The MCP are still seething with anger that they believe the May 20 chaotic elections were stolen from them by the DPP.

They also continue to charge the winner APM is not a majority leader as he only bagged 36 percent of the vote , while MCP’s candidate Lazarus Chakwera trailed with 28 percent. JB got a poor 20 percent.

 The MCP, which has been in opposition since 1994 and have come second all the time, says it will be gunning for the change in the constitution to allow for a 50+ 1 electoral system, to out the current system where the winner with the highest votes should be declared the winner. They call it first past the post.

Well-known MCP MP Jessie Kabwira thinks Malawi has a president who rules with  “few votes”. She believes it is time the country was ruled with someone who garners “universal support.”

   So, what will 50+ 1 entail?

   A 2007 constitutional review recommended that a presidential winner should garner over 50 percent of the votes. That is to say he must be able to bag votes throughout the 28 districts.

   The current state of affairs, according to Section 80 (2) of the constitution states that “the president shall be elected by a majority of the electorate through direct, universal and equal suffrage.”

   But the 2007 review recommended that this section should read:” The president shall be elected by a majority of more than fifty percent of the valid votes cast through direct, universal and equal suffrage, and where such majority is not obtained  in the first ballot, the necessary number of ballots  between the presidential  candidate who obtained the greatest number of votes  and the runner-up, together with their respective vice presidential candidates shall be conducted until such result is reached.”

   For a very tribalistic and regionalistic country like Malawi, the recommended review may pose serious challenges as the country may not get a winner who can bag 50+ 1 votes in one voting. I don’t know how Bingu wa Mutharika did it in 2009 to win by 68 percent. Probably because they were only two candidates—Bingu vs JZU.

   The original framers of the constitution knew what they were doing for proposing first-past-the-post system. They might have foreseen the tribalistic and regional tendencies in voting, as the centre votes for the MCP, while the south votes for southern party and the north in general has no clear position on whom to vote for these days, with some districts voting for the ruling party.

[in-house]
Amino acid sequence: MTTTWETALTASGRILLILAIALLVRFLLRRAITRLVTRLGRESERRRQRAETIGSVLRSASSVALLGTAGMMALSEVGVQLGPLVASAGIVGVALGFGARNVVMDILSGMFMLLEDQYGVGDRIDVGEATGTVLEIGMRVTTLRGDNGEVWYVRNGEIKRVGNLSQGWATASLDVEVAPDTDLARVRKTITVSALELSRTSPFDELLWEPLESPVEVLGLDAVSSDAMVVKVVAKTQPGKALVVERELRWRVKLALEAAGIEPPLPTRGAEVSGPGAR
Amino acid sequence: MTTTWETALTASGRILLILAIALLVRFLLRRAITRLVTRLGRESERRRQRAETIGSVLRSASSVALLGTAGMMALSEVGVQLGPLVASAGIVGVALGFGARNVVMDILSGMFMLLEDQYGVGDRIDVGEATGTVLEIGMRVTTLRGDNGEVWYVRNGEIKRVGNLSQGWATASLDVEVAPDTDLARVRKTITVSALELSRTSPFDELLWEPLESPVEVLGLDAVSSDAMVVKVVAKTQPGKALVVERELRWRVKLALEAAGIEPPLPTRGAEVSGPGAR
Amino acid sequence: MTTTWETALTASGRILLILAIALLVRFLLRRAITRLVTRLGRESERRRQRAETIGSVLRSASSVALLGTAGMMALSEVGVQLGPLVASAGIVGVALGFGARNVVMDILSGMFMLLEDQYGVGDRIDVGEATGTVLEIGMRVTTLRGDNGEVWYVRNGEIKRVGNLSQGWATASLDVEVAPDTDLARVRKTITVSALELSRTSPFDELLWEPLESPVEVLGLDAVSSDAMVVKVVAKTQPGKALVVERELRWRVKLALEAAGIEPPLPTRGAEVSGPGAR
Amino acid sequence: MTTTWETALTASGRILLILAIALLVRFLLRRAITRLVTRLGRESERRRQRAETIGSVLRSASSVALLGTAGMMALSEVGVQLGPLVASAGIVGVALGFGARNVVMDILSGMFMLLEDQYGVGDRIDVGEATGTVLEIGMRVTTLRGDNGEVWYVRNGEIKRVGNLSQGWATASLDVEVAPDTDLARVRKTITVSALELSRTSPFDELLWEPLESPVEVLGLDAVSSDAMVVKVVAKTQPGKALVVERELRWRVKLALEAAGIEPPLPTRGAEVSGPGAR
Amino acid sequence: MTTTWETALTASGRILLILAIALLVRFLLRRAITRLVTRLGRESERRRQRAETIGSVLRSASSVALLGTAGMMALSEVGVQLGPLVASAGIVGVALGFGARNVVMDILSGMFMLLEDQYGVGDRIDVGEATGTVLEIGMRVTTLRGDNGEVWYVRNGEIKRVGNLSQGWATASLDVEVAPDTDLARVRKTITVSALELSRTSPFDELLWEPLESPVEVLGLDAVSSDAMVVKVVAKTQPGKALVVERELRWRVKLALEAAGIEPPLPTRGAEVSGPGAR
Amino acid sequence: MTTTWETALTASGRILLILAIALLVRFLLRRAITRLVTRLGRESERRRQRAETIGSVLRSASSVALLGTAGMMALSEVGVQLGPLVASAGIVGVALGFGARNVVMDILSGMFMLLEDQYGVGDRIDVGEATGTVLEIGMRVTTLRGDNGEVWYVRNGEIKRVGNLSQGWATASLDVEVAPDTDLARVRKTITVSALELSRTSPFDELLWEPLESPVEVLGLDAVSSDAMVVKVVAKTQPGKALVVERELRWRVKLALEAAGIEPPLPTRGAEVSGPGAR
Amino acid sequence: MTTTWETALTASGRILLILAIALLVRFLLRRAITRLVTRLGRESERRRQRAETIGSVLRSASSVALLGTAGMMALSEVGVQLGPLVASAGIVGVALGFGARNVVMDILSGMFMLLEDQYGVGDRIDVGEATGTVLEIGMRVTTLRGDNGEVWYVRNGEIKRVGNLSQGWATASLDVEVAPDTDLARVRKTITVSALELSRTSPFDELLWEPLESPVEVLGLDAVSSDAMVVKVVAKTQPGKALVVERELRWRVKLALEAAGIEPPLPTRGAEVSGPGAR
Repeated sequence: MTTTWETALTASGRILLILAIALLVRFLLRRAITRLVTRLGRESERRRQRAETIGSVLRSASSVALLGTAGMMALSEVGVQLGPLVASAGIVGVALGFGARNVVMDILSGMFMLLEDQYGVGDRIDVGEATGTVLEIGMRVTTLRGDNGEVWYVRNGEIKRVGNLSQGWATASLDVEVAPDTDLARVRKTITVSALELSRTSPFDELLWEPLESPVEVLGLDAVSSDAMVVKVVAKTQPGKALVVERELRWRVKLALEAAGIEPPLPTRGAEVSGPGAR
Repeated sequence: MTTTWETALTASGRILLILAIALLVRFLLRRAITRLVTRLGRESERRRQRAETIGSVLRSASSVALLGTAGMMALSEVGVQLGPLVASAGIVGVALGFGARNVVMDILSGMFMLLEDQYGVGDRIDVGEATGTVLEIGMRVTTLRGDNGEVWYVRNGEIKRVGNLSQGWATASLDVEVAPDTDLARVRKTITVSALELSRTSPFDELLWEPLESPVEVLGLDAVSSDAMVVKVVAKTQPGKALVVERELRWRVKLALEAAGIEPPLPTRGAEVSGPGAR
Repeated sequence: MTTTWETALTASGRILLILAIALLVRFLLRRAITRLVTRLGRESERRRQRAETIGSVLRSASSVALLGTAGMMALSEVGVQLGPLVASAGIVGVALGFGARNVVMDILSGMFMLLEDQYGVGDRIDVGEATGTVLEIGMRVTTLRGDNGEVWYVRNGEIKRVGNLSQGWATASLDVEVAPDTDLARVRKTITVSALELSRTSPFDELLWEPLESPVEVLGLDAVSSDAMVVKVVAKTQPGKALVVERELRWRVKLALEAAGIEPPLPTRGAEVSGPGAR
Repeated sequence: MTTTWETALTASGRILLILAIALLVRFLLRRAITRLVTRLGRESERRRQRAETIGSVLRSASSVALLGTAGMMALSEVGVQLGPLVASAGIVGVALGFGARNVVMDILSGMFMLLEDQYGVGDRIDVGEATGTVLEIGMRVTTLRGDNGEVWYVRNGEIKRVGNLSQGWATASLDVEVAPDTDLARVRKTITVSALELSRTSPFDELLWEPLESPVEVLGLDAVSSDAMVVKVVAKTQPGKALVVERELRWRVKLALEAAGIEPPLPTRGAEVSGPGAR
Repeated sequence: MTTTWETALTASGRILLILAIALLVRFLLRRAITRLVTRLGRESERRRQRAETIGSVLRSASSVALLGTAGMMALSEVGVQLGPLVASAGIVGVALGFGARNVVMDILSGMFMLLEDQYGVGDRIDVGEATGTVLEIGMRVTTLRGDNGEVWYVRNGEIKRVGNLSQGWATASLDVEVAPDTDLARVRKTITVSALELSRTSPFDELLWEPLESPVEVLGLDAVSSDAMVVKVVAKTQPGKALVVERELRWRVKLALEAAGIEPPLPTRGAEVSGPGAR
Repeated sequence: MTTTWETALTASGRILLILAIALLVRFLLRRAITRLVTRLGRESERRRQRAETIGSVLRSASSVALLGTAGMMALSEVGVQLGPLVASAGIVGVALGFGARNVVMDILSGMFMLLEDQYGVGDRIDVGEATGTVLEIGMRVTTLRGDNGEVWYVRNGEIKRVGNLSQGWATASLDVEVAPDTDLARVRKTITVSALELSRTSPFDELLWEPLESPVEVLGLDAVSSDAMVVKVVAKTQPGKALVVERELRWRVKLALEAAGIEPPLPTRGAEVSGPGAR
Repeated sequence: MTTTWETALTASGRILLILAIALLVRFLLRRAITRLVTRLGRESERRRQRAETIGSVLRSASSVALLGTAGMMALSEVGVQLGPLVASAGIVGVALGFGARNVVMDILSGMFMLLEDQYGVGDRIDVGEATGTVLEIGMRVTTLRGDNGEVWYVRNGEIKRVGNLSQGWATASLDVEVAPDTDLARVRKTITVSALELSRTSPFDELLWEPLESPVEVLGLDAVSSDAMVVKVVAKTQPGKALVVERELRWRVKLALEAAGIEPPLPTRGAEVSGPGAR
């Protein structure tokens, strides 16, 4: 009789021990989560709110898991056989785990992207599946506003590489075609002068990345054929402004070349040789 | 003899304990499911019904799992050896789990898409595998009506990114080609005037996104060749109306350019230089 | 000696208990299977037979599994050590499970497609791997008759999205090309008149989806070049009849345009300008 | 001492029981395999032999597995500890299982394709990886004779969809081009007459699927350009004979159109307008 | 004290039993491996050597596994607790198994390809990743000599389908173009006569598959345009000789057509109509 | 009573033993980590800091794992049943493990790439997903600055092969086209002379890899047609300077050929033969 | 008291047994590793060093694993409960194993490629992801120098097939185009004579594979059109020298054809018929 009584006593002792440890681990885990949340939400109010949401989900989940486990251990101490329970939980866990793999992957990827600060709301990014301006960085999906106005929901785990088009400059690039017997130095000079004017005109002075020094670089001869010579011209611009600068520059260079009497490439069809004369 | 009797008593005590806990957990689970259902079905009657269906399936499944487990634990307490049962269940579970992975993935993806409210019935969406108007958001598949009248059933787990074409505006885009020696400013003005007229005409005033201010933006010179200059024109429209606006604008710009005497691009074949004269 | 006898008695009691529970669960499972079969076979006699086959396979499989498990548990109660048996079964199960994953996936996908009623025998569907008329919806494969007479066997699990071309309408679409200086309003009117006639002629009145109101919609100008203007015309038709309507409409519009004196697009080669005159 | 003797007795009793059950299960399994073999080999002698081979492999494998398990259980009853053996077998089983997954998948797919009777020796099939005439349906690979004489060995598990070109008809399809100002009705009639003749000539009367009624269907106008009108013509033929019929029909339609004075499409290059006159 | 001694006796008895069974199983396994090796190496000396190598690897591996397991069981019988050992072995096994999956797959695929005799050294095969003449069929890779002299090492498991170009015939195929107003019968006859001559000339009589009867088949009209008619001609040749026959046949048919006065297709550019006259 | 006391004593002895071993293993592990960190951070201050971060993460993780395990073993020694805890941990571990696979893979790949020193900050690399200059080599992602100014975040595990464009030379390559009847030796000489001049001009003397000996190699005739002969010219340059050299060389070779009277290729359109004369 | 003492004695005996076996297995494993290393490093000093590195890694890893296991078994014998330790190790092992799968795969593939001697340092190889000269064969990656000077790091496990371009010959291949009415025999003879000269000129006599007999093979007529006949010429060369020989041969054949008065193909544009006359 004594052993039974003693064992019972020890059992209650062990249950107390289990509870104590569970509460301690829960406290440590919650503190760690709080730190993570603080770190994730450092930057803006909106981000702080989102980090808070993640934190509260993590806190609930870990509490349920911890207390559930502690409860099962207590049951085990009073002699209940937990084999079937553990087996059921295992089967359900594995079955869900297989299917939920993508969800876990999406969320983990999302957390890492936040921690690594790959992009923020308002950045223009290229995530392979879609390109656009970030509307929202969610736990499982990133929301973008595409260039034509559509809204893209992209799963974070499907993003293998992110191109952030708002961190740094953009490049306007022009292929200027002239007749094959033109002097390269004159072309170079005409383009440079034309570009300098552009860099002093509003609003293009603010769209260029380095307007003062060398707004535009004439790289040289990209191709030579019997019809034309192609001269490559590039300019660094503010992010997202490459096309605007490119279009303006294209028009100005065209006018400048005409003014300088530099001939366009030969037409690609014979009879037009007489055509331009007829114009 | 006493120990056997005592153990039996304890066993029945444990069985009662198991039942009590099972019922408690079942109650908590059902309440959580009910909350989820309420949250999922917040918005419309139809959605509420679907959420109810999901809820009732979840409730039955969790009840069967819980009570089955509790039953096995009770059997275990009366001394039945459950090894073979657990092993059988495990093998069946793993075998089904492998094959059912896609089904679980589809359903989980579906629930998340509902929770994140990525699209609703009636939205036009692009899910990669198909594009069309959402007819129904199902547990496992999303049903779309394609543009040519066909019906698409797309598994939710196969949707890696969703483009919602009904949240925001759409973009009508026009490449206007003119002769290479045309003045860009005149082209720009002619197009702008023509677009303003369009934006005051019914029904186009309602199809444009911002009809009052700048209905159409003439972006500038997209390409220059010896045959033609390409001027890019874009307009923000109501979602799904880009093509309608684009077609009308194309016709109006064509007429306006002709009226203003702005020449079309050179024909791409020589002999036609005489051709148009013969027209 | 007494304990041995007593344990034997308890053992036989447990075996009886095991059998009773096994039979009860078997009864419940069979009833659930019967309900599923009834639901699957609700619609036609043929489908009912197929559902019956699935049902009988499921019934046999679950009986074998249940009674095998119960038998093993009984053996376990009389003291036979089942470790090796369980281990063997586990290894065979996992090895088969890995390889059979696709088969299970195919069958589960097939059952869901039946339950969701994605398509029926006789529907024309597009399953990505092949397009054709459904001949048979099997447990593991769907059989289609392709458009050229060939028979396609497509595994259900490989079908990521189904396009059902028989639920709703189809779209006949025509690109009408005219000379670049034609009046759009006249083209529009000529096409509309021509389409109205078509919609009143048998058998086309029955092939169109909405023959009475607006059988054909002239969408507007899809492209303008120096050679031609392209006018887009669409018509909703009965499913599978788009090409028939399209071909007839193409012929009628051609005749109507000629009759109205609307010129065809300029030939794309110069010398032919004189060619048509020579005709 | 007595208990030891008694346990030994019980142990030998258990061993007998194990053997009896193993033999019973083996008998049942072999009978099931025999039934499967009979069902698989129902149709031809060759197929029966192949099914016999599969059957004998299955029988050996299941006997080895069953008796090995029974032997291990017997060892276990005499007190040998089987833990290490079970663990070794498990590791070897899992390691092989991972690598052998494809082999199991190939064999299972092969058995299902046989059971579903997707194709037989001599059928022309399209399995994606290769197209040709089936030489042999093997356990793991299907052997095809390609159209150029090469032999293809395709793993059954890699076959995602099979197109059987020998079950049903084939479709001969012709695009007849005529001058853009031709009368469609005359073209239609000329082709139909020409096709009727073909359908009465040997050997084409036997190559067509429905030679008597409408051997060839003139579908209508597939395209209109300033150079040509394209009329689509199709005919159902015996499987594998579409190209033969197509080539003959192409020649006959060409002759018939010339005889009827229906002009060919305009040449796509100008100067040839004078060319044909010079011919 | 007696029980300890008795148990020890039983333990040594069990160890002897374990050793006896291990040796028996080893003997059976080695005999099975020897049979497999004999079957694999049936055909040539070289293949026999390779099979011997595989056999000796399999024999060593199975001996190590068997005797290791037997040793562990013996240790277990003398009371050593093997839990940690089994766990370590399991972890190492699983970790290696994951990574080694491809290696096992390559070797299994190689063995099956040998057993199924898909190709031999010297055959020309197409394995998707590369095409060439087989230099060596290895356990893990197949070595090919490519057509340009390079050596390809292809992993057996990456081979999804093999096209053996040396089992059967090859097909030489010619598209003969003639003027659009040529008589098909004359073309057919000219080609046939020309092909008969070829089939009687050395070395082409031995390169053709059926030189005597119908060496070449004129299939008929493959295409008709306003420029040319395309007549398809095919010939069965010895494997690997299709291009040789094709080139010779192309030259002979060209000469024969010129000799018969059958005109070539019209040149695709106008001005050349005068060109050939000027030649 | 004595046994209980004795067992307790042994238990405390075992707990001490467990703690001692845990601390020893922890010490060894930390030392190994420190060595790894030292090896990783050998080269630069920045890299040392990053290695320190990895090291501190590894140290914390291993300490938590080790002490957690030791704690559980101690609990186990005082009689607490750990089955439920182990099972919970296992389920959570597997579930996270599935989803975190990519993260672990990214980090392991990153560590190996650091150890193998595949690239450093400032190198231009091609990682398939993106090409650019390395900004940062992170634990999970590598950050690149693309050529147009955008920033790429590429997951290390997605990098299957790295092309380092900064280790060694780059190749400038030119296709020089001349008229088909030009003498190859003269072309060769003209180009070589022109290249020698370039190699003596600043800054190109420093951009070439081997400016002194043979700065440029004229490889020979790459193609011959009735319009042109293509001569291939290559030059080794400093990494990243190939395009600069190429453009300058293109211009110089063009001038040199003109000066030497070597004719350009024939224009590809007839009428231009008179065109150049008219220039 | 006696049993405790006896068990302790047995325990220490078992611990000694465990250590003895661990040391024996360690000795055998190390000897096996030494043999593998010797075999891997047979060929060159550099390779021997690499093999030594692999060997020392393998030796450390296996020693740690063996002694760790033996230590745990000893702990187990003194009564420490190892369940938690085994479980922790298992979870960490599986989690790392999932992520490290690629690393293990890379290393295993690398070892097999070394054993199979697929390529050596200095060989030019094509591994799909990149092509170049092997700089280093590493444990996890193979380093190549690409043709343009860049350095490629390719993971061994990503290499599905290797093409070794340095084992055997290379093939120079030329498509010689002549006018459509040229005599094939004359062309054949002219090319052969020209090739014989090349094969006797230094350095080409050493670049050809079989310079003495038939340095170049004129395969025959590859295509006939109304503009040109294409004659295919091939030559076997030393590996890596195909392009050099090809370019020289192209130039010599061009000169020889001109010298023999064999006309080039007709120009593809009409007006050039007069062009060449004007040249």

In the 2014 election, I don’t know how a candidate would have won by 50+ given the high number of competing candidates:12. Not that the other candidates were too small, but we had four top guns: APM, LC, JB and AM, all fighting for the same voters.

   Can the MCP, which banks on the central region vote, manage a 50+ 1 vote? Can this be possible, really? Can the DPP manage a 50+ 1 vote?

 I doubt it, unless a party steals the vote. If the DPP stole the vote in May, then they were kind thieves by stealing only 36 percent of the presidential vote. If the DPP stole the parliamentary vote, then they were also very kind thieves who left something. They could have cleaned the house with 120 seats, to secure a majority in parliament.

Malawi needs to carefully tread on this issue and find the best formula on how a president should be declared. Otherwise, too many parties and presidential candidates in the name of democracy are spoiling the show.

Unfortunately, in the name of democracy as well, we cannot stop politicians with a dream to occupy state house to moot their own briefcase outfits. You cannot tell why everybody wants to be president of this poor nation with so many problems to solve.

For Kabwila and MCP, unfortunately you will stuck with a president you don’t want to see until 2019. I wish the MCP all the best in 2019 as they should surely win by 50+ 1 to get into government once again in the era of democratic dispensation.Thank you very much!

 

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